June 04, 2021 • 10 minutes
Fri June 2021

Misplaced electrode

What happens if an electrode is placed incorrectly in an electrocardiogram test?

An electrocardiogram tests relies on the placement of 10 electrodes on specific parts of the body.

Four electrodes are positioned on each limb – two anywhere between the ankle and the torso (Right Leg and Left Leg) and two anywhere between the shoulder and the wrist (Right Arm and Left Arm).

The remaining six electrodes need to be placed at specific points of the torso (V1 to V6). The positioning of these electrodes is vital to ensure that the test generates the correct results.

If the electrodes are not placed correctly, this can lead to misinterpretation in the best case or significant diagnostic errors in the worse case such as a false diagnosis of a heart attack or other medical conditions connected to the heart.

How to connect Ekg correctly ?


Incorrect placement of electrodes for EKG on the chest

A common misplacement of the electrodes is that the V1 and V2 electrodes are placed too high on the chest. This can lead to a false diagnosis of an anterior myocardial infarction or the inversion of the T wave on the EKG reading.

Another misplacement occurs when any of the V1 to V6 electrodes are too low or laterally displaced and this also can change the amplitude of the reading and lead to misdiagnosis.

Anything that reduces the chance of the incorrect placement of the chest electrodes for EKG is a welcome development. This is the reason why the Allbrand 12 Lead EKG Electrodes Belt was developed.

The silicon belt has the six precordial chest electrodes built into a stretchy band that is designed to correctly position these electrodes in one smooth application. The V1 and V2 are adjacent to each other and positioned higher than the other four chest electrodes to ensure that they sit in the correct position in the fourth intercostal space to the right and left of the sternum as required. V3 to V6 electrodes also need to be placed at specific points on the chest lower than V1 and V2 and running along the left side of the torso.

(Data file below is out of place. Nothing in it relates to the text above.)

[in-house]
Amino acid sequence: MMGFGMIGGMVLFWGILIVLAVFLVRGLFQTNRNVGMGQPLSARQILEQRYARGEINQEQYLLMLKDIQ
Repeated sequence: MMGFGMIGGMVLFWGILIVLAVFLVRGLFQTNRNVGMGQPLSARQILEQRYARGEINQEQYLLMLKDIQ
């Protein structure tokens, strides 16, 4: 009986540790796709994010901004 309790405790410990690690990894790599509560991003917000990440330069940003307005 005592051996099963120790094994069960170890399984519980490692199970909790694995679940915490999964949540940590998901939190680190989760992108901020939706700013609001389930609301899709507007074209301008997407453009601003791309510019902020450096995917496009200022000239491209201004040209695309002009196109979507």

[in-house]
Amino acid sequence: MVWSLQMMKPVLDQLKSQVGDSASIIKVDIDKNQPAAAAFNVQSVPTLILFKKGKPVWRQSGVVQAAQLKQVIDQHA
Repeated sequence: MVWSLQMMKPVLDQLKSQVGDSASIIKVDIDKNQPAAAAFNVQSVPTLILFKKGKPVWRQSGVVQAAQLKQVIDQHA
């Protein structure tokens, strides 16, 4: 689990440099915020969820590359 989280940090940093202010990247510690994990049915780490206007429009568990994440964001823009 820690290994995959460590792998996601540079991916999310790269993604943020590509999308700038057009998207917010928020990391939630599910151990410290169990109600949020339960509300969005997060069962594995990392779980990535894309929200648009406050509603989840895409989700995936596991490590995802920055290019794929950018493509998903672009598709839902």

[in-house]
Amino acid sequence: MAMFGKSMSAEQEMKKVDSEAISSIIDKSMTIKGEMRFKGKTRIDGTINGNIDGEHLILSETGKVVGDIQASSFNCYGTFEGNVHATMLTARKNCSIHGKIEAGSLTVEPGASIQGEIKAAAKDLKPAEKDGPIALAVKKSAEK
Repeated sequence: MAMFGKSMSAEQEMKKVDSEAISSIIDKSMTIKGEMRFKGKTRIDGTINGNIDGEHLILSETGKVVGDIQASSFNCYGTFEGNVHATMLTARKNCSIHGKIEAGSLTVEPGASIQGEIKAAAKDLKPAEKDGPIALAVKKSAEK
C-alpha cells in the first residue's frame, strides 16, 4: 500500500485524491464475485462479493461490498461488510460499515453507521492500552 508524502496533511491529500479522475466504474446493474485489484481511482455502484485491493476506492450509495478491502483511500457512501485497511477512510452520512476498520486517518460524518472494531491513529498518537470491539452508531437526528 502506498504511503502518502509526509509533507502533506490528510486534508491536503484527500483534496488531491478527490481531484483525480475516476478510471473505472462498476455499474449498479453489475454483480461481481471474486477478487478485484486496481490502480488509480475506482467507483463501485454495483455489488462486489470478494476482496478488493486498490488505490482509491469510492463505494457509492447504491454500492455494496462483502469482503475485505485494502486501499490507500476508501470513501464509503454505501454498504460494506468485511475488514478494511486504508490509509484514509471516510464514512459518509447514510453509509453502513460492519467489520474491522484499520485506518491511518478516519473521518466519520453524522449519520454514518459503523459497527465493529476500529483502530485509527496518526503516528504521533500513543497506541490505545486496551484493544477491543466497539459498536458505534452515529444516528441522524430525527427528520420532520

The beauty of the belt is that the positioning of the electrodes in relation to each other and in relation to the body is automatic, easy, and does not require any prolonged medical training.

Incorrect placement of electrodes for EKG on the limbs

Another potential issue in electrode placement is if the limb electrodes are inverted. This reportedly can happen in between 0.4 and 4% of tests and has been shown that the higher levels occur in situations of greater urgency of care. The reversing of specific limb leads of the test can lead to the generation of an incorrect reading and a potential misdiagnosis but this depends greatly on which limb leads were inverted.

The Allbrand 12-lead EKG belt is supplied with four color-coded limb clamps that are designed specifically to make it highly unlikely that such an inversion will take place.

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